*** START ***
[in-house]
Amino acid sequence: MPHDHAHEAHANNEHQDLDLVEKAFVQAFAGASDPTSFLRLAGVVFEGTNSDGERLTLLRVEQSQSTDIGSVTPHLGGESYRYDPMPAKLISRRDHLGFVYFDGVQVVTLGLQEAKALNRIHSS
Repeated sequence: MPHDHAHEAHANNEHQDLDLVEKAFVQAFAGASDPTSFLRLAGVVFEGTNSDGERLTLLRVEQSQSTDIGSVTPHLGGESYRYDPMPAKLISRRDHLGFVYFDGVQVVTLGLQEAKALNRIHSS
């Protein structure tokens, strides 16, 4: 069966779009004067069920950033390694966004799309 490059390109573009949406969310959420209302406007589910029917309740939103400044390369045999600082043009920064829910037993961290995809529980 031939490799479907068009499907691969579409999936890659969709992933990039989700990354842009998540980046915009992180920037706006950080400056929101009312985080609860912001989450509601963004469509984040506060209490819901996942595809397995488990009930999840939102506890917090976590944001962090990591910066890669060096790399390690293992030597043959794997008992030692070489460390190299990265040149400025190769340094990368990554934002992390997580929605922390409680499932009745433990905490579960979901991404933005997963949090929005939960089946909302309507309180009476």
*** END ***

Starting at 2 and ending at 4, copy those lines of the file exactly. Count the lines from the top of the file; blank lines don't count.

Amino acid sequence: MPHDHAHEAHANNEHQDLDLVEKAFVQAFAGASDPTSFLRLAGVVFEGTNSDGERLTLLRVEQSQSTDIGSVTPHLGGESYRYDPMPAKLISRRDHLGFVYFDGVQVVTLGLQEAKALNRIHSS
Repeated sequence: MPHDHAHEAHANNEHQDLDLVEKAFVQAFAGASDPTSFLRLAGVVFEGTNSDGERLTLLRVEQSQSTDIGSVTPHLGGESYRYDPMPAKLISRRDHLGFVYFDGVQVVTLGLQEAKALNRIHSS
């Protein structure tokens, strides 16, 4: 069966779009004067069920950033390694966004799309 490059390109573009949406969310959420209302406007589910029917309740939103400044390369045999600082043009920064829910037993961290995809529980 031939490799479907068009499907691969579409999936890659969709992933990039989700990354842009998540980046915009992180920037706006950080400056929101009312985080609860912001989450509601963004469509984040506060209490819901996942595809397995488990009930999840939102506890917090976590944001962090990591910066890669060096790399390690293992030597043959794997008992030692070489460390190299990265040149400025190769340094990368990554934002992390997580929605922390409680499932009745433990905490579960979901991404933005997963949090929005939960089946909302309507309180009476």